What Is Tool Steel?
Tool Steel is widely used across the world by a range of toolmakers, engineers and pattern makers. Tool steel is not one particular steel, as it refers to a range of carbon alloy steels. The different grades are popular due to their unique hardness, resistance to abrasion and, more importantly, the ability to withstand high temperatures and retain their cutting edge or shape.
Tool Steels contain four major elements, including tungsten, chromium, vanadium and molybdenum. Depending on your toolmaking project, you will require a tool steel grade containing more or less of the desired elements. For example, if the tool steel contains additional vanadium, it will be more corrosion resistant.
Due to their resistance to high temperatures, manufacturing and engineering industries use tool steels to cut and press metals and other materials. Furthermore, tool steels are often used as part of the final product.
How is Tool Steel made?
Tool Steels are made in various ways, although you’ll find that they all use one similar process. That is that they’re always produced in controlled environments to achieve maximum quality.
Tool Steels typically contain 0.5% to 1.5% carbon content. However, the manufacturing process introduces other elements such as tungsten, chromium, vanadium and molybdenum. The most popular steel production processes include:
Rolling mills are used in the steel forming process in which steel is passed through the rolling mill to give the steel its desired thickness. This process is usually achieved with hot rolling, as with each roll, the manufacturer will press the steel a little thinner.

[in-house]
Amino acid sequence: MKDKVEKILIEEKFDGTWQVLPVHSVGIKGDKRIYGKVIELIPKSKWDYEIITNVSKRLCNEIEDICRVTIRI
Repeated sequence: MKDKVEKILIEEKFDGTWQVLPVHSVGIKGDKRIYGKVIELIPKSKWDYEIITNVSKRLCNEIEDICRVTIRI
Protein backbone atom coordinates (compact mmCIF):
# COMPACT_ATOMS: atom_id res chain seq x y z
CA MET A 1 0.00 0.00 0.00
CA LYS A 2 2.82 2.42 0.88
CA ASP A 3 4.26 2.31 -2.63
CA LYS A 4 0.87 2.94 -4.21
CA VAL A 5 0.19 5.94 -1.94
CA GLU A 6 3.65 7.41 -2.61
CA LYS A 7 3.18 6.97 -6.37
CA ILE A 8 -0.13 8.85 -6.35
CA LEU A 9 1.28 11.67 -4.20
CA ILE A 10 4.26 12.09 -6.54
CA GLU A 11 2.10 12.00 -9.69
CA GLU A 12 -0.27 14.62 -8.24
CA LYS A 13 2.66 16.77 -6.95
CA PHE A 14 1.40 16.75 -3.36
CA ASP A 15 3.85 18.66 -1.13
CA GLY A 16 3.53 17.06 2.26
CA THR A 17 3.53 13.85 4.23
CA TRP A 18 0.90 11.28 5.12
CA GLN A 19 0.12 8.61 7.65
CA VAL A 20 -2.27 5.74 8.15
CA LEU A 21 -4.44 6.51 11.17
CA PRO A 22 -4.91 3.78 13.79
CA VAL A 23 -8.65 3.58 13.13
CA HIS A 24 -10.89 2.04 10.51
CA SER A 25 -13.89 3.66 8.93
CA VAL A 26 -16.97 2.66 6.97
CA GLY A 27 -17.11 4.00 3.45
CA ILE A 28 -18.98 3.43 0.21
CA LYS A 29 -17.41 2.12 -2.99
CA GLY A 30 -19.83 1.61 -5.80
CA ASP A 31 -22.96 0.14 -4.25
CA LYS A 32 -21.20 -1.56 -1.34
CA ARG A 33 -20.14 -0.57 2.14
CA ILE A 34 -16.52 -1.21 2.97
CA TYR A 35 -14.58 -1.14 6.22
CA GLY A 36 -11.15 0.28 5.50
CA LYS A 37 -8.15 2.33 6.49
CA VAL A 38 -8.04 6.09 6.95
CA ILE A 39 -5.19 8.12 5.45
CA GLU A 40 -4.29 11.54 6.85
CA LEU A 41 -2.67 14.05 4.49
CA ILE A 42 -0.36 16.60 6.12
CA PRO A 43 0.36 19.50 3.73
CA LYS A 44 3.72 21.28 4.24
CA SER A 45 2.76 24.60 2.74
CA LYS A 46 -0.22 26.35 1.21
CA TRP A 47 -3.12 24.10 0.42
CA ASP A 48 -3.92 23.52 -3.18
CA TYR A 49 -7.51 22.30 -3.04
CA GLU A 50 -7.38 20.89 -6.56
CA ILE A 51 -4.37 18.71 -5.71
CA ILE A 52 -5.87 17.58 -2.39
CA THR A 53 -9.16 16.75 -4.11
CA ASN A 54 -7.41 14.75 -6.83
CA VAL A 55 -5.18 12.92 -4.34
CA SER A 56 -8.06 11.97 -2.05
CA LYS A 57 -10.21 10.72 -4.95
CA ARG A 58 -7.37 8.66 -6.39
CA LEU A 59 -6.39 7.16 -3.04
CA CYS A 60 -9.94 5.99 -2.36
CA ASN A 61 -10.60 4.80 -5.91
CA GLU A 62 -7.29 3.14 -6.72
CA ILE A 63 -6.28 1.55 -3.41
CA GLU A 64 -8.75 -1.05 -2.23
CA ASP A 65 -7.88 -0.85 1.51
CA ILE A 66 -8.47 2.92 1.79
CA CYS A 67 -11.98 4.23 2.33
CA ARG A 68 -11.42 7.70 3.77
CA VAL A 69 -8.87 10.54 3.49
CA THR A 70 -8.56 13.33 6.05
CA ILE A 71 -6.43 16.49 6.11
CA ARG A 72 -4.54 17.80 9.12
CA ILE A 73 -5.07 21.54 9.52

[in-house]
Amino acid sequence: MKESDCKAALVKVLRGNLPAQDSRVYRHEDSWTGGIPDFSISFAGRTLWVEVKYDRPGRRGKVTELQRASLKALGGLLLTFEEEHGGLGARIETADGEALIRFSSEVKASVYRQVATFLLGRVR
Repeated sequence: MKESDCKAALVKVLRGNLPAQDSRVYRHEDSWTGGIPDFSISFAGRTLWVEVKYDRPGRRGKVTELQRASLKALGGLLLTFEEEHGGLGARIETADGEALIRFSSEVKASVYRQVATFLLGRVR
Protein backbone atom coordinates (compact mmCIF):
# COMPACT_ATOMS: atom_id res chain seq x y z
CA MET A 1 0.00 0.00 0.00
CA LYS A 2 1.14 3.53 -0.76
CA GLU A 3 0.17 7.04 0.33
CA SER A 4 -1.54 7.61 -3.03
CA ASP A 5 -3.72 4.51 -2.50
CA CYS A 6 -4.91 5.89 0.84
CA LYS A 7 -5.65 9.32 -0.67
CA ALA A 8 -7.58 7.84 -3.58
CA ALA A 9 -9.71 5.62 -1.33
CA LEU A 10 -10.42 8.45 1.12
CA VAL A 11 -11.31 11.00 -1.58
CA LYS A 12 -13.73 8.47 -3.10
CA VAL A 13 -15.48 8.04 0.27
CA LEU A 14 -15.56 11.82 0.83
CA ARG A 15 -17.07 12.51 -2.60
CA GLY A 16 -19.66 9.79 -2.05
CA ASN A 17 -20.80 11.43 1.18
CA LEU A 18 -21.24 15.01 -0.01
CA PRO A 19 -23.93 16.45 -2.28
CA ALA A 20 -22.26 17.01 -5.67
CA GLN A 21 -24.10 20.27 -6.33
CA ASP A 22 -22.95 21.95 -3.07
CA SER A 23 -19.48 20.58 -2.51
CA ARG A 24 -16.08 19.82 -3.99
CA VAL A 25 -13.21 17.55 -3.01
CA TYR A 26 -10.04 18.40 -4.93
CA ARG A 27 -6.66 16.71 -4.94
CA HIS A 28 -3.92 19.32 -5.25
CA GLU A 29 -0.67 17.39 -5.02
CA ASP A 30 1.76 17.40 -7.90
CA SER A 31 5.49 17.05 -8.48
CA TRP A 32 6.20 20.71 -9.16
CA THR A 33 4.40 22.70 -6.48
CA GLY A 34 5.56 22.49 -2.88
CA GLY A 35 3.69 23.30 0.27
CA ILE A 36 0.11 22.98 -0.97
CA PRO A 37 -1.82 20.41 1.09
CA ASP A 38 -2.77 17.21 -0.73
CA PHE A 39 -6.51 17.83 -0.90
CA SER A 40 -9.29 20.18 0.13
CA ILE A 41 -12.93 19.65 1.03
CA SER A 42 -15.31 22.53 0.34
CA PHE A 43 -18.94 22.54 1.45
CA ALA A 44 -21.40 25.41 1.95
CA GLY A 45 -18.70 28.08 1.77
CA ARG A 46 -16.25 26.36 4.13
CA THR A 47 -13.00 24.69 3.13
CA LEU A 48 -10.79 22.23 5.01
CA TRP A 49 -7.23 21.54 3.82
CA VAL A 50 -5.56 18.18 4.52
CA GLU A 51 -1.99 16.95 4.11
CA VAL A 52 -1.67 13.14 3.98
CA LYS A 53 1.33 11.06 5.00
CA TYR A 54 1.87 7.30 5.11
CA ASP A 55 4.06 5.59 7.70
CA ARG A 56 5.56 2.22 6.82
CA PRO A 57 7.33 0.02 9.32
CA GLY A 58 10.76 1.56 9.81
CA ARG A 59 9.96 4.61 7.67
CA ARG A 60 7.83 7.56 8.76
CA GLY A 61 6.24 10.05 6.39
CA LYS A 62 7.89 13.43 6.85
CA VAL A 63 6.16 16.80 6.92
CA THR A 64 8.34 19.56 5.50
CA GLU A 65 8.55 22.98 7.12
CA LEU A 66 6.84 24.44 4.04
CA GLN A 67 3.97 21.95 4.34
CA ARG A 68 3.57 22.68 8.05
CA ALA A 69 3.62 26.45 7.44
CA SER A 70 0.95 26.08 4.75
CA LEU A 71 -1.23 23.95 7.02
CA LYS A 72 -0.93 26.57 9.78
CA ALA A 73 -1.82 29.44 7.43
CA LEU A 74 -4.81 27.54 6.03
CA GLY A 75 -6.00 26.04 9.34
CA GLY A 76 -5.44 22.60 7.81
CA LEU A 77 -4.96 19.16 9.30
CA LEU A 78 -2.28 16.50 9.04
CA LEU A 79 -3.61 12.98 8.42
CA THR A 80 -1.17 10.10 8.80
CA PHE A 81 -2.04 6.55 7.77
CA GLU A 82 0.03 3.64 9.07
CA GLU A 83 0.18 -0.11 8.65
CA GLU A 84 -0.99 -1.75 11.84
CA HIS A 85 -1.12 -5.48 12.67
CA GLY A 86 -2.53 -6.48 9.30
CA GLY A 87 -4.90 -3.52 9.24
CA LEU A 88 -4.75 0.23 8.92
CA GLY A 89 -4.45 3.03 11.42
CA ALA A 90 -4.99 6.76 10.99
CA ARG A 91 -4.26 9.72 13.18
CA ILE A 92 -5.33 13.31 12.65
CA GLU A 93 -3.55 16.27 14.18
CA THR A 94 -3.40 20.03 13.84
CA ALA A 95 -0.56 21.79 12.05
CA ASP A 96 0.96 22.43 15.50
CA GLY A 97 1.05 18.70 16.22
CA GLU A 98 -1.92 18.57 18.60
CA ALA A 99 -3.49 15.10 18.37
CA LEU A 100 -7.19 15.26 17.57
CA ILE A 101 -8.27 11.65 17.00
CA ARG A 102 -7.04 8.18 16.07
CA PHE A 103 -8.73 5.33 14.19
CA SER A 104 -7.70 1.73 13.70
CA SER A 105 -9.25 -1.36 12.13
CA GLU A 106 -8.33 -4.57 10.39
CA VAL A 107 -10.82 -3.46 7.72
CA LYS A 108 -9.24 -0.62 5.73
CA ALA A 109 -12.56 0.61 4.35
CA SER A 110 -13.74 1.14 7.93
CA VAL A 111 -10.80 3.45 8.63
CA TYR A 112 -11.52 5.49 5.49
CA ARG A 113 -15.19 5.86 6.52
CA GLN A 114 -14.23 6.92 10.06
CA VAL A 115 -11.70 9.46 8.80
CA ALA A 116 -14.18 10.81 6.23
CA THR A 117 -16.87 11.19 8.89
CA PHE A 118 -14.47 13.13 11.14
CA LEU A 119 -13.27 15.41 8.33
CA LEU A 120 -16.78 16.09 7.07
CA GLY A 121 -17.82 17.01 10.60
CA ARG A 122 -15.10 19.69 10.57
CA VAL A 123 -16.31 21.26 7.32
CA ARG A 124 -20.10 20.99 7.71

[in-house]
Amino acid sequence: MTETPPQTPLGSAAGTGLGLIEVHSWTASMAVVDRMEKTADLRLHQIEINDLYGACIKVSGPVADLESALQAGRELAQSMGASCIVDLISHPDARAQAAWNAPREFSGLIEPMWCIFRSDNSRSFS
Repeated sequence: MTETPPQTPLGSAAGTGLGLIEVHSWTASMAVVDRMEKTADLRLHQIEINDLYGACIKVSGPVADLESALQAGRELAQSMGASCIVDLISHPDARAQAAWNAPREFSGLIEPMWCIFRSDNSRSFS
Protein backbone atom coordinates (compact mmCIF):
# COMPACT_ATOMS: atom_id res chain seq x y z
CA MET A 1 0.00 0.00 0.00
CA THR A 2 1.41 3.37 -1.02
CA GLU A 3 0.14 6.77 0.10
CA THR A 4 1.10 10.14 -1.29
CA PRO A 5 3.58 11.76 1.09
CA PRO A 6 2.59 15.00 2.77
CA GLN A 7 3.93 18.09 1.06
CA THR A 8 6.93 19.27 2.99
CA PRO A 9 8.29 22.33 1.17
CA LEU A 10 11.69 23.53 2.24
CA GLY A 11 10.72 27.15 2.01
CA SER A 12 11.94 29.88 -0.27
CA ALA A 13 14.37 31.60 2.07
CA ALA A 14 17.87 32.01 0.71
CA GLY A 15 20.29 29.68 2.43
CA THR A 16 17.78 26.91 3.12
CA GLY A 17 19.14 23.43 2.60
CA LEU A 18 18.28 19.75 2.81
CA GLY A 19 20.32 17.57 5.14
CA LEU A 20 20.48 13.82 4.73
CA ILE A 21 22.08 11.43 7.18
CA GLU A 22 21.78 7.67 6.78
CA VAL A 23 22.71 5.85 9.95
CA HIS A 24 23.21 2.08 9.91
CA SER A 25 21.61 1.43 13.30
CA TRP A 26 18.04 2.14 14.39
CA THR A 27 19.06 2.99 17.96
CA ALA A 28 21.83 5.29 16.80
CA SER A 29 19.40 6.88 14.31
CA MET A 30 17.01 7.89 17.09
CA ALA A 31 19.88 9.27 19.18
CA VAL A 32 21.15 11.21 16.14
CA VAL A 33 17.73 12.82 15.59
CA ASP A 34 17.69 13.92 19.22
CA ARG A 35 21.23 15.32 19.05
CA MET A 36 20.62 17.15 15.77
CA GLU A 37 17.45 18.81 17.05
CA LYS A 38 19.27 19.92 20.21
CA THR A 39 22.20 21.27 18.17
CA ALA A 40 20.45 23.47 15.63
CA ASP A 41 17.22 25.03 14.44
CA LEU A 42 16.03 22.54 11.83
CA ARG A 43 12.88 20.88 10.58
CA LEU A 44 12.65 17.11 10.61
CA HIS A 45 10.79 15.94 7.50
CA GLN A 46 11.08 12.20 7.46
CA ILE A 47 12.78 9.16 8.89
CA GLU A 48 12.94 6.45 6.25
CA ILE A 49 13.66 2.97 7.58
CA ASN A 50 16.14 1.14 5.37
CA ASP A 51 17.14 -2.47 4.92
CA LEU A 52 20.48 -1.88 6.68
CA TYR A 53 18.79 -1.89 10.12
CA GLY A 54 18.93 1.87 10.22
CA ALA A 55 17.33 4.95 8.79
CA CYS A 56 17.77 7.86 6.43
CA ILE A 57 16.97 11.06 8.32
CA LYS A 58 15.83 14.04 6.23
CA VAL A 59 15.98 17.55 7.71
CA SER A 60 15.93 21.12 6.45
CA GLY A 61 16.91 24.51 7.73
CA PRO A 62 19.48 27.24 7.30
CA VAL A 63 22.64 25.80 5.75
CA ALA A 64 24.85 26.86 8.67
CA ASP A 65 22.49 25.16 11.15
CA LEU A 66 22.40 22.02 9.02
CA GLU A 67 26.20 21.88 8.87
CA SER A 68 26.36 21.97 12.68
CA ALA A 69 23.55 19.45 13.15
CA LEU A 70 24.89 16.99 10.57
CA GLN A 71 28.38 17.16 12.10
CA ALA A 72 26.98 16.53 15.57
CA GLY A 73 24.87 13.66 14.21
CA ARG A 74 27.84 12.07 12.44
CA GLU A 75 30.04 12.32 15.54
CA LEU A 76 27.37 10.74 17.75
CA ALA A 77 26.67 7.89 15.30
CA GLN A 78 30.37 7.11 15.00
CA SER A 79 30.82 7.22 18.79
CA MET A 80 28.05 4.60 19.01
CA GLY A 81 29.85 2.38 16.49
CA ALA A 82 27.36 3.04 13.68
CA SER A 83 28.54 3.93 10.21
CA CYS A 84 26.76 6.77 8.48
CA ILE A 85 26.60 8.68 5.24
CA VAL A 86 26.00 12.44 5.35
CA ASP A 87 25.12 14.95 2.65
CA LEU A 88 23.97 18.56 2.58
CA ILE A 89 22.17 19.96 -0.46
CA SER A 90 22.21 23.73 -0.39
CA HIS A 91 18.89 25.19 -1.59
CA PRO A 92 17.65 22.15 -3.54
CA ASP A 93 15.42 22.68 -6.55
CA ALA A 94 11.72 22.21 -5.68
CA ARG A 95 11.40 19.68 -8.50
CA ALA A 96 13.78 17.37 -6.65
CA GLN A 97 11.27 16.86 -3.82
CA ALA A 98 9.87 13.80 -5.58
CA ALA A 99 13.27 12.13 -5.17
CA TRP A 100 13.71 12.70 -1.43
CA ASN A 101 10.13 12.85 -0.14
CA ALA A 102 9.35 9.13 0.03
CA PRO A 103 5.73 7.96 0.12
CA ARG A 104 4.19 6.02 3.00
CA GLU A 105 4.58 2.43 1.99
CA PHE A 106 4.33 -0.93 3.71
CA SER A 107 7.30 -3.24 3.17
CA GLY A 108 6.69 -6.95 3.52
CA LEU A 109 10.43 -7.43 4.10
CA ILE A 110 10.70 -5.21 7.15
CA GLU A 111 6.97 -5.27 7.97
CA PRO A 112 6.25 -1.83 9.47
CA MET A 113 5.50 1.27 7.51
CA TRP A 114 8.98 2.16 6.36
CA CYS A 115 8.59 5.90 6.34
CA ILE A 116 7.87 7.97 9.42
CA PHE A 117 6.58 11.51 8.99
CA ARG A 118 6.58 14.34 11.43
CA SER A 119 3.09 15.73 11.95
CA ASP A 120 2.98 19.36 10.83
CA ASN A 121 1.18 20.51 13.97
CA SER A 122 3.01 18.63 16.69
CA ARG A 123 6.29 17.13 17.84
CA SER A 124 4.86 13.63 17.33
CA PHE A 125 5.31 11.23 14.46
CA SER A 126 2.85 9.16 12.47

A primary breakdown is a fantastic option for tool steel producers when high quality and little to no imperfections are required. This process works by using either an open-die hydraulic press or rotary forging machine.
Hot and cold-drawing
Hot and cold drawing is used in the tool steel production phase to increase durability, produce smaller sizes and unique shapes.
Tool steels offer extremely high strength (which is why they’re so popular). However, this strength means cold-drawing is limited to a single light pass to prevent the steel from cracking.
Electric arc furnace melting
Electric arc furnace (EAF) melting, otherwise known as primary melting. This process works by heating metal materials using an electric arc.
According to substech.com, “approximately 33% of the worlds crude steel is made from EAF.”
Powder metallurgy is a unique metal-forming process that helps to produce tool steels that are highly alloyed. The powder metallurgy process works by heating compacted metal powders to just below their melting points.
Unfortunately, powder metallurgy has a slow cooling time and low toughness compared to other methods.
How to choose the correct Tool Steel?
When choosing the correct tool steel for your project, you must factor in a range of different aspects. Tool steels are excellent for applications such as cutting tools, cams, dies, gauges, drill bits and knives. However, you may wish to use different tool steel depending on which you are manufacturing. For example, tool steel comes in multiple forms, such as water-hardening, cold-working, shock-resisting, high-speed and hot-working. You will also find different grades within these types, which will be more suitable for your project.
Some of the most common questions you should ask yourself include:
What is your budget?